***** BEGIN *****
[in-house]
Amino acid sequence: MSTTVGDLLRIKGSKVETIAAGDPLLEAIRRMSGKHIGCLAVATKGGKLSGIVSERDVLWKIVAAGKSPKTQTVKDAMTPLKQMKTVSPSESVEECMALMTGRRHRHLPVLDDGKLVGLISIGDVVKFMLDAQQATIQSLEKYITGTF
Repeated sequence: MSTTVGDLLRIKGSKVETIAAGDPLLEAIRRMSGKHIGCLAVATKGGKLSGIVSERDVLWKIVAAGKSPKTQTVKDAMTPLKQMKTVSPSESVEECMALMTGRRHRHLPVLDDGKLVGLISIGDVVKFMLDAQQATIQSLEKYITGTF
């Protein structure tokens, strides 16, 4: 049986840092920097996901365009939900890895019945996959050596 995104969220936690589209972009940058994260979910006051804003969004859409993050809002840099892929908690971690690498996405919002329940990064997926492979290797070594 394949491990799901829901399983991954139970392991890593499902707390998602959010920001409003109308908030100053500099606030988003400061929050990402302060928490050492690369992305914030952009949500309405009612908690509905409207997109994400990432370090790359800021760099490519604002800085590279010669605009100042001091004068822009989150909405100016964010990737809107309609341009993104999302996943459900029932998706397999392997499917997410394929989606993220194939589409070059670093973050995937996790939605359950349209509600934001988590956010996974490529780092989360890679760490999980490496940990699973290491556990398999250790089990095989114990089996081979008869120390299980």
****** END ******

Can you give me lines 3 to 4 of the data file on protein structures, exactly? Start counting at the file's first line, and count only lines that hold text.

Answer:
Repeated sequence: MSTTVGDLLRIKGSKVETIAAGDPLLEAIRRMSGKHIGCLAVATKGGKLSGIVSERDVLWKIVAAGKSPKTQTVKDAMTPLKQMKTVSPSESVEECMALMTGRRHRHLPVLDDGKLVGLISIGDVVKFMLDAQQATIQSLEKYITGTF
């Protein structure tokens, strides 16, 4: 049986840092920097996901365009939900890895019945996959050596 995104969220936690589209972009940058994260979910006051804003969004859409993050809002840099892929908690971690690498996405919002329940990064997926492979290797070594 394949491990799901829901399983991954139970392991890593499902707390998602959010920001409003109308908030100053500099606030988003400061929050990402302060928490050492690369992305914030952009949500309405009612908690509905409207997109994400990432370090790359800021760099490519604002800085590279010669605009100042001091004068822009989150909405100016964010990737809107309609341009993104999302996943459900029932998706397999392997499917997410394929989606993220194939589409070059670093973050995937996790939605359950349209509600934001988590956010996974490529780092989360890679760490999980490496940990699973290491556990398999250790089990095989114990089996081979008869120390299980």